Employee welfare programs were also undertaken and festivals were celebrated in offices and factories to create a sense of unity and keep the employees motivated during a challenging period. The Company also undertook initiatives for employee health checkup. On National Safety Day, sports events and quiz competitions were also organised.

Environment, Health and Safety


The Company strives to be a responsible corporate entity. The Company, therefore, recognizes the impact of its operations on the environment and hence are committed to strictly adhere to the Environment, Health and Safety (EHS) norms and compliance standards set by the Government of India.

Green initiatives

Sugar manufacturing is a water intensive industry and has a high dependence on energy. Sugar manufacturing also produces effluents that must be treated before its release into the environment. To reduce its environmental footprint, the Company undertook the following initiatives in FY 2020-21:

Formed an inter-unit committee with the objective of minimising freshwater consumption. It is done by enhancing the use of recycled water, which automatically reduces the use of water.

Set up a standard operating procedure (SOP) for managing hazardous waste at all units

Installed incineration boilers at all distilleries as a step towards achieving better utilisation of spent wash

After extracting energy from spent wash, the potash rich fly ash generated from these incineration boilers can be used as a source of potash nutrition for agricultural green belt development.

Green belt development

To reduce air pollution levels, the Company has planted a total of 10,267 trees during the year, across all its units. Besides, environmental awareness posters and banners have been put up at prominent locations, across units, to enhance awareness among employees. The Company also observes World Environment Day every year and plants trees to further the green cover in and around its operating areas.

Environmental initiatives

The company continues to abide by all applicable environmental regulations for all its operations in India. From energy generation to energy consumption, water consumption to wastewater generation and its disposal, product manufacturing to waste generation and fuel consumption is reported on a monthly basis to the management. SPCC tank assessments have also been initiated at all sites to identify gaps in the system and prepare plans to take necessary steps for its implementation.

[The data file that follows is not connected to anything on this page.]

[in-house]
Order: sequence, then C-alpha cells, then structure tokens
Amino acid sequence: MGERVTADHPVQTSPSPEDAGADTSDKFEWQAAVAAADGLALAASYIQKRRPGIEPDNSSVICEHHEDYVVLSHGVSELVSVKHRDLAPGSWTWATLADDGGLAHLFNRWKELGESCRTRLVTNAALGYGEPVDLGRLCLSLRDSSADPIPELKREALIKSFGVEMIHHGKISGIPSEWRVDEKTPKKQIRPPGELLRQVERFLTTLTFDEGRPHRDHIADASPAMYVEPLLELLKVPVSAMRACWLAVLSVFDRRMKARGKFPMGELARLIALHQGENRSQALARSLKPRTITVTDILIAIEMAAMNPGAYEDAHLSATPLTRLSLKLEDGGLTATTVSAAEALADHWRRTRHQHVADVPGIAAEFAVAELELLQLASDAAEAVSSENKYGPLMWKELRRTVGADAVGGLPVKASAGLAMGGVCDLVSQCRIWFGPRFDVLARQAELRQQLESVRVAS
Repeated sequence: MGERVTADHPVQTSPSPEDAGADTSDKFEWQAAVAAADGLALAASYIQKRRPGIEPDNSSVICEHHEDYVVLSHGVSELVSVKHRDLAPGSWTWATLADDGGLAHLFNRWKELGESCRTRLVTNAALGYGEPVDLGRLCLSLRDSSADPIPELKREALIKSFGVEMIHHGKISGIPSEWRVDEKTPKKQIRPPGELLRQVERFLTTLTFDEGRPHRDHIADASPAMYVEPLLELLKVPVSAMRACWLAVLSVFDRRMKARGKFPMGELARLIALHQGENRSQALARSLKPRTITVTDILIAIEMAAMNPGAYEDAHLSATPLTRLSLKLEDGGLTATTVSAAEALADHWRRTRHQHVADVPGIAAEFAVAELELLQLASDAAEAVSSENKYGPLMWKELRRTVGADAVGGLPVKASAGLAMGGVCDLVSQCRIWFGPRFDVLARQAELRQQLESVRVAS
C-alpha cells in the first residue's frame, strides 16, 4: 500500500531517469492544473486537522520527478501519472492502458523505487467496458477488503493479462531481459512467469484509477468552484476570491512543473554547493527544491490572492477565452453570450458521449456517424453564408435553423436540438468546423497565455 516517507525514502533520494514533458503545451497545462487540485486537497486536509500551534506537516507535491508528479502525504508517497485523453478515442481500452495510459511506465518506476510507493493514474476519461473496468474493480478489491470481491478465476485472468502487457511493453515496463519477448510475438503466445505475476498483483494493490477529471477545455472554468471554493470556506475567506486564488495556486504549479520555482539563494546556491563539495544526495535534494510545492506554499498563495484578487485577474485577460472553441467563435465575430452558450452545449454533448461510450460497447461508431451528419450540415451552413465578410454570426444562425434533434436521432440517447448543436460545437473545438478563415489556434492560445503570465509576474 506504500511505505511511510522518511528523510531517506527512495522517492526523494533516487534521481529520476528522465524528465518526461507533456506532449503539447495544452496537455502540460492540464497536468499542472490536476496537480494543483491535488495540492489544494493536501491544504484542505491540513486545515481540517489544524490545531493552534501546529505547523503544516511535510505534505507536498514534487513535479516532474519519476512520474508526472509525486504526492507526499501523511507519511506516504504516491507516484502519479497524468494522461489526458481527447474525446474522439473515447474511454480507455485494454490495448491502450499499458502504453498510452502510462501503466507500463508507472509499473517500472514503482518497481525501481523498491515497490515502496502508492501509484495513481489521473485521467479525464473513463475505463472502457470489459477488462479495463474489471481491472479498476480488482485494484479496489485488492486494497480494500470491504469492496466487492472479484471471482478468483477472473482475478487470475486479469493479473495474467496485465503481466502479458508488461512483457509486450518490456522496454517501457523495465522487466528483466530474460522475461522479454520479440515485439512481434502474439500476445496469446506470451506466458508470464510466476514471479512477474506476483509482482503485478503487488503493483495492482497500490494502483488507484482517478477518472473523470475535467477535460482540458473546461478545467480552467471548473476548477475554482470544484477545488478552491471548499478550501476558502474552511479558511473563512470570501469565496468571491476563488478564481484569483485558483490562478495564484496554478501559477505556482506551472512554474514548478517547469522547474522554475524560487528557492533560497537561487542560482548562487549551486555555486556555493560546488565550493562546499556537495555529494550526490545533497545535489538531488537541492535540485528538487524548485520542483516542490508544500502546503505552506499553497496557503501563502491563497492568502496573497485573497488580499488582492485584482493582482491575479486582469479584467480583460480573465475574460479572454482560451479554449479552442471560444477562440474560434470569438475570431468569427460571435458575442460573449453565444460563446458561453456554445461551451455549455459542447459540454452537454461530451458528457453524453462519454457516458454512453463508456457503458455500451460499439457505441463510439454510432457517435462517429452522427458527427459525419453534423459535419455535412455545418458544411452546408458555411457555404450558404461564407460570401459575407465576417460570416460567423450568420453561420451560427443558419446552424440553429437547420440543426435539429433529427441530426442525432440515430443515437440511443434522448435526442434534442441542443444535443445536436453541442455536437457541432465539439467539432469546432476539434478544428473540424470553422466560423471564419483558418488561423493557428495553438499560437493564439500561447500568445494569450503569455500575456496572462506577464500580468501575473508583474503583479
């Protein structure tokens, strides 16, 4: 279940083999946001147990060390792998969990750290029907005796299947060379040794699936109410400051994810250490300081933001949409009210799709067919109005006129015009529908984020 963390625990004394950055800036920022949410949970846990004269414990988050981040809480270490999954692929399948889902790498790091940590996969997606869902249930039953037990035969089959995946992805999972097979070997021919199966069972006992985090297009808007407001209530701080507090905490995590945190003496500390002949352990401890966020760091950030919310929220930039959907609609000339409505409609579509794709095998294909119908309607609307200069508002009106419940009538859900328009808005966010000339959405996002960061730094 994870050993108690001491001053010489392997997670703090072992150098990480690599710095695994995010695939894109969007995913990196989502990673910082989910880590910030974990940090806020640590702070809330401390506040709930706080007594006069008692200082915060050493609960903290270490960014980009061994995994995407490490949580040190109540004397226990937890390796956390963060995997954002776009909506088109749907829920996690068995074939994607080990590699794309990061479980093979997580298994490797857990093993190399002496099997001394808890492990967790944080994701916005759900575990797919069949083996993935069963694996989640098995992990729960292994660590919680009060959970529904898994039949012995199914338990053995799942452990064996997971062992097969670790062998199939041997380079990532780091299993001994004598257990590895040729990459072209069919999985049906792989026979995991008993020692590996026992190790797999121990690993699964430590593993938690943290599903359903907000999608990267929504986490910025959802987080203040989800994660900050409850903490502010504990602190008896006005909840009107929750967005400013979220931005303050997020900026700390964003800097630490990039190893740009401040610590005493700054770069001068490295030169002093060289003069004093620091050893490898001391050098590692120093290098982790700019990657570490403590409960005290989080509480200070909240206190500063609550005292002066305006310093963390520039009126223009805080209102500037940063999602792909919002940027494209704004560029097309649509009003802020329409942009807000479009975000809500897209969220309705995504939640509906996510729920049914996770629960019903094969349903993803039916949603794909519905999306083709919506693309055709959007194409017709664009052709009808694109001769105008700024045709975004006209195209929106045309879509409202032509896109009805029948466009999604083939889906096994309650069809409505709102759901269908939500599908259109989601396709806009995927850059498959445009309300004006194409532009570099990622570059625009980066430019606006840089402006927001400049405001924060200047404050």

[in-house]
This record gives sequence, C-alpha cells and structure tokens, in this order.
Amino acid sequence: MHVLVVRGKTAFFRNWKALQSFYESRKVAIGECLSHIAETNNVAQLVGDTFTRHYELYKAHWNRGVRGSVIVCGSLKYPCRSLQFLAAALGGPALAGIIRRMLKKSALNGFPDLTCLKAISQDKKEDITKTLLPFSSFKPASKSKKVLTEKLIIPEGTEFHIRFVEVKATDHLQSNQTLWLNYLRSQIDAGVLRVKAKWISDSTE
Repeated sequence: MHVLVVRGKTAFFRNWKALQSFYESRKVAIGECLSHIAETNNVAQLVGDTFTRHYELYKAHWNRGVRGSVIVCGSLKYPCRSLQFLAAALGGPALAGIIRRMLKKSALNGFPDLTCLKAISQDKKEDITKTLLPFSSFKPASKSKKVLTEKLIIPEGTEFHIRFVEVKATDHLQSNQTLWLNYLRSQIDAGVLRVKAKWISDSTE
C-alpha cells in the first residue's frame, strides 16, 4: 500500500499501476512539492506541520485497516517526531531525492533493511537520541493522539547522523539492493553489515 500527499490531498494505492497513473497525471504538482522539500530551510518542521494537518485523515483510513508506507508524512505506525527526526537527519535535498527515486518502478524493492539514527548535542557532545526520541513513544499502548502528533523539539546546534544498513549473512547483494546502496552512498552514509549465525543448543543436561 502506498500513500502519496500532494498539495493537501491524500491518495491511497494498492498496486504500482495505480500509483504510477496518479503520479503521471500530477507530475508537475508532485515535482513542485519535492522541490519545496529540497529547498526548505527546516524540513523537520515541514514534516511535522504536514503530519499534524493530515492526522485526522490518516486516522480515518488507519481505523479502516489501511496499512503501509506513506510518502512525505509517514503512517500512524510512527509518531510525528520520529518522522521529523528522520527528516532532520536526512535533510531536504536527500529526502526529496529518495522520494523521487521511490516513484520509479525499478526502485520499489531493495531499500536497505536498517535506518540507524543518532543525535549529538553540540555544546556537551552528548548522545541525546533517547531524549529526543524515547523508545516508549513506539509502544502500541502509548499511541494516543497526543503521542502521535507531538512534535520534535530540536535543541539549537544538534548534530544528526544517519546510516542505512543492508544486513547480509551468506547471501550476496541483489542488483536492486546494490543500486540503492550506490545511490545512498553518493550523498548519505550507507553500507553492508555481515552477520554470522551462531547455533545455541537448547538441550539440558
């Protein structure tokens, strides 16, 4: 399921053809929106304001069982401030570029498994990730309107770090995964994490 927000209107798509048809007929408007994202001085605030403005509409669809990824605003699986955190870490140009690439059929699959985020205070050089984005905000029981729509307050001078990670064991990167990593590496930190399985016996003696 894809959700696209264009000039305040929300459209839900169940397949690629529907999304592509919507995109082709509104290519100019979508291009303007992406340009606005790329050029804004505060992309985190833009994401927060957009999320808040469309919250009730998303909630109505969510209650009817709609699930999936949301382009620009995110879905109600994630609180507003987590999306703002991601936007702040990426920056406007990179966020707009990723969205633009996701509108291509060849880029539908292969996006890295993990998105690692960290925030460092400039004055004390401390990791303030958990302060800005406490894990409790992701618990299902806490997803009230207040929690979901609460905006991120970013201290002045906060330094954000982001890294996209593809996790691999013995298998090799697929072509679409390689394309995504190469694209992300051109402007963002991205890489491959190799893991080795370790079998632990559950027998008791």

Health and safety

During the year, the Company continued its efforts to strengthen the health and safety of its employees. All the sites of Shree Renuka Sugars have also increased visual safety awareness with the help of posters in different parts of the factory and office.

The organization actively conducted health and safety training sessions at all its sites. The following programs were :

Implementation of Lock Out Tag Out (LOTO): This training enables employees to protect themselves from injuries caused by machines that are being serviced or repaired.

Self-contained Breathing Apparatus (SCBA)

Implementation: This apparatus aids the employees in breathing while performing work in a confined space.

Implementation of Road safety measure: Several safety measures were undertaken for road safety which promoted wearing of crash helmets and car safety belts. Besides, a road safety week was also celebrated at the sites.

Safety week celebration: Employees were encouraged to take a safety oath with a promise to abide by it. Several competitions were also organised during the celebrations to promote awareness. Winners also received awards for their performance in various events.

Fall protection safety: Advanced fall protection systems were implemented in a phased manner at all sites to ensure better safety of employees.